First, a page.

Triathlons: Long Course

After the short course triathlons come the long course: Half-Ironman and Ironman. Half-Ironman distance triathlons involve a 1.2 mile (2 km) swim, 56 mile (90 km) bike, and 13.1 mile (20 km) run. Ironman is double the distance with a 2.4 mile (4 km) swim, 112 mile (180 km) bike, and 26.2 mile (40 km) run. These are not easy races. Perhaps someone without training could attempt a Half-Iron or Ironman distance race, but it is not wise. Even those who do train often struggle with the swim part of the race. One does not enter the water swimming as hard as possible as you would become quickly exhausted and in danger of drowning. Even though the races are long, it does not mean you don’t bike or swim hard during parts of the race. Overall, though, you approach the race with moderation. My coach would say to approach the swim at 90% effort, bike at 95% effort, and run at 100% effort. This is effort that can be sustained over the course of the race, though. Overall, you are actually going at about 60% of your sprint pace, otherwise you would never make it. Once does not run a marathon over 26.2 miles at sprint pace (unless you are an elite Kenyan runner and even they can run faster in a sprint). Endurance is the key. Training with an endurance mindset is also very important. It is important to train hard, but it is more important to train smart. Ninety percent of training is at aerobic (not anaerobic) pace. If you are too exhausted to cut the lawn or take care of your kids after training for the day, you are doing too much. Proper nutrition, proper rest, good family support, and good healthcare are all important ingredients to successfully completing a long course triathlon. Most participants have jobs, and families, and lives outside of the triathlon they are training for. The fastest racers are not the 18 year-olds, but more in the 30-65 age range. Age tends to teach us moderation and endurance and how to listen to our bodies. There are even triathletes over 80 years old that are still racing the Ironman.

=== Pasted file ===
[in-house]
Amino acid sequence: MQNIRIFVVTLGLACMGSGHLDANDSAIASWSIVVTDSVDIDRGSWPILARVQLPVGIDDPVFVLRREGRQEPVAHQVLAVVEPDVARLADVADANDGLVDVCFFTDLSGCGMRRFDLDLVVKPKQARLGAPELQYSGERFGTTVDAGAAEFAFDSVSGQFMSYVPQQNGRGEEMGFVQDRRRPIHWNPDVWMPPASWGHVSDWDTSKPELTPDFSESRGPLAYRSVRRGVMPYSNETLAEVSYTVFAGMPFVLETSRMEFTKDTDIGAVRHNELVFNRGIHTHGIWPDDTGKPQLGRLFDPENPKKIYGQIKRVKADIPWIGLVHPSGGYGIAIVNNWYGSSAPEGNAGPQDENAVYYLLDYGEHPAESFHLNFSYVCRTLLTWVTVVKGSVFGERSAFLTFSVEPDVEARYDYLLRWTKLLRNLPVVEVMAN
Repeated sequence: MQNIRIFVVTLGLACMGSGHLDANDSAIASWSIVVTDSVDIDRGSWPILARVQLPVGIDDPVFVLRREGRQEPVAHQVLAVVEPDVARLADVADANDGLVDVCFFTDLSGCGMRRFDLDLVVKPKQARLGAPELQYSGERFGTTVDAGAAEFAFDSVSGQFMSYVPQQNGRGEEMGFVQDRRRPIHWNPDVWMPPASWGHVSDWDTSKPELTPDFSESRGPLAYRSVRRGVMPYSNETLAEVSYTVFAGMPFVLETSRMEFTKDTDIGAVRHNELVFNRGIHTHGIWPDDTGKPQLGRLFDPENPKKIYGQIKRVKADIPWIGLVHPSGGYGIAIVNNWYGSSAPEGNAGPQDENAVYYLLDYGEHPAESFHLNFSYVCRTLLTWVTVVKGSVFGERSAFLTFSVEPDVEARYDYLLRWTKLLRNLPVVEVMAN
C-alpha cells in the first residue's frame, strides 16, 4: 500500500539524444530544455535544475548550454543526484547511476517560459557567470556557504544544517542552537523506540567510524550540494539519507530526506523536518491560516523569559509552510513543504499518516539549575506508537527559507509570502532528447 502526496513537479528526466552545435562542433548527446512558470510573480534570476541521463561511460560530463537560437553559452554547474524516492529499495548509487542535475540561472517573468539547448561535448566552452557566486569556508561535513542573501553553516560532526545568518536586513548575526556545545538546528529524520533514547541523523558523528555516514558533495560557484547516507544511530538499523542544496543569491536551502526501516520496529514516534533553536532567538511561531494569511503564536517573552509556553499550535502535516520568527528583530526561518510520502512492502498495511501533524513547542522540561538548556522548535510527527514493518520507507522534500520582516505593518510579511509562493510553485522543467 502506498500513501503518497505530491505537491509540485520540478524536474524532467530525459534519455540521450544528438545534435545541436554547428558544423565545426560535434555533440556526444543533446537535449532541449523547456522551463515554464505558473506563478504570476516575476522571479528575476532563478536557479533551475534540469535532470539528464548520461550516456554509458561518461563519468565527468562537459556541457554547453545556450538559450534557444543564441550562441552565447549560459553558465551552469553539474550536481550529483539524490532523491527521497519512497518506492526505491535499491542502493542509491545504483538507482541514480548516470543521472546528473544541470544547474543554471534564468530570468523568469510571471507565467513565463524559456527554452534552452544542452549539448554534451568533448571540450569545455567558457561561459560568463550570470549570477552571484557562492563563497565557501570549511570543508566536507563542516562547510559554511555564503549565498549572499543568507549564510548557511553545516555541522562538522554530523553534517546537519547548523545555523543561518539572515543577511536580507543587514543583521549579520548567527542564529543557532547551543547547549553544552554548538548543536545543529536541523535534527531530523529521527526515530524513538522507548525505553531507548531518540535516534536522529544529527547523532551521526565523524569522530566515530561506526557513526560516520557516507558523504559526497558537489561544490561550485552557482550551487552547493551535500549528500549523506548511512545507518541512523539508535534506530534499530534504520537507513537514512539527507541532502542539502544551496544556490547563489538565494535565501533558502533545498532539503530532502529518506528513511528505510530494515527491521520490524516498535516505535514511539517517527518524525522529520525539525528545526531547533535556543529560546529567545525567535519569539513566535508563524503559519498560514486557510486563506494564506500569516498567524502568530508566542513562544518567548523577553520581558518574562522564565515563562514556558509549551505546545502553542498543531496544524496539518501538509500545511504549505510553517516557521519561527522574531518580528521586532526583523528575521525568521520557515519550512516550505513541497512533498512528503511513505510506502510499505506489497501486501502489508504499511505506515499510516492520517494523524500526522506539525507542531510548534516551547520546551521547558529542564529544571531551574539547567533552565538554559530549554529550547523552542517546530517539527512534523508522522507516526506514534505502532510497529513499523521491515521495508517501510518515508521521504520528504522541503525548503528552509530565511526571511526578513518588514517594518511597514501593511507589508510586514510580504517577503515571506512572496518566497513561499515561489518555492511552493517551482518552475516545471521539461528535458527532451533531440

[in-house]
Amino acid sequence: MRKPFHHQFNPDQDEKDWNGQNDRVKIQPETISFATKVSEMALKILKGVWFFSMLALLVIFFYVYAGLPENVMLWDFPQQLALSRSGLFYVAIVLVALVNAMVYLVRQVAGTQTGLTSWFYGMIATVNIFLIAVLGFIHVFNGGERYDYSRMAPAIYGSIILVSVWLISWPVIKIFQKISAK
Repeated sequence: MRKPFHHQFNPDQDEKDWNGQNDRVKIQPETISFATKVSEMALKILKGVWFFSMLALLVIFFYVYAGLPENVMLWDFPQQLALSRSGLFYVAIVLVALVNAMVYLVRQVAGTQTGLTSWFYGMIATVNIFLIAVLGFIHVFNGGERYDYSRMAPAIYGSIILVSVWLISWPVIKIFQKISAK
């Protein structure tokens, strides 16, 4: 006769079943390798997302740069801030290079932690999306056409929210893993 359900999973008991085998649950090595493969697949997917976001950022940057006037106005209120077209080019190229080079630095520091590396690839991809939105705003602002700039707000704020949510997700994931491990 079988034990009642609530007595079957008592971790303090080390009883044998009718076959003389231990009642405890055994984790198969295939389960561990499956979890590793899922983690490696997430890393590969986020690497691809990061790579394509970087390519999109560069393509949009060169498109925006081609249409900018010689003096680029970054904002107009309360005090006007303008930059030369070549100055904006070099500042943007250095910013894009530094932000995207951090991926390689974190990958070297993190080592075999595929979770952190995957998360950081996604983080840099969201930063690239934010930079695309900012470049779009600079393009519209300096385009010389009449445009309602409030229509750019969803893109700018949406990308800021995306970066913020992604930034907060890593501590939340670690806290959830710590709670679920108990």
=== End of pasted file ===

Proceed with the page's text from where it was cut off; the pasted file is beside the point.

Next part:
In going to Bangladesh, we will need endurance. The rainy season is often near 100% humidity and 80-90F (27-32C). Nights can be hard to sleep, especially when adjusting to the time difference between the USA and Bangladesh (12 hour time difference). The culture can be a very pushy culture (similar to New York), but pushiness could be expected from a country that has 170 million people living in a country smaller than the state of Wisconsin. Traditionally, missionaries do not last very long in Bangladesh. We hope to integrate with the culture there. Learning the language will take six to twelve months total (and probably longer). Having a good base in the language, though, will be important for integrating into the culture. Taking things one day at a time, taking care of the triplets, our own health, and free time will be extremely important. Making friends, finding a place to live, and starting work at Kailakuri will be done over time. Moving at 60% pace will be important. It is worth it, though. The people of Bangladesh are wonderful people. They love to sing and play music, and they are very generous with what little they have. They have learned how to endure their own living conditions, much like we learn how to endure and adapt to living in our own culture, day by day. We will need to learn from them, and learn how to be like them in order to survive. Long term missions in Bangladesh will be like a marathon. We cannot hit the ground running like in a sprint. Otherwise, we will burn out and drown before we’ve even started.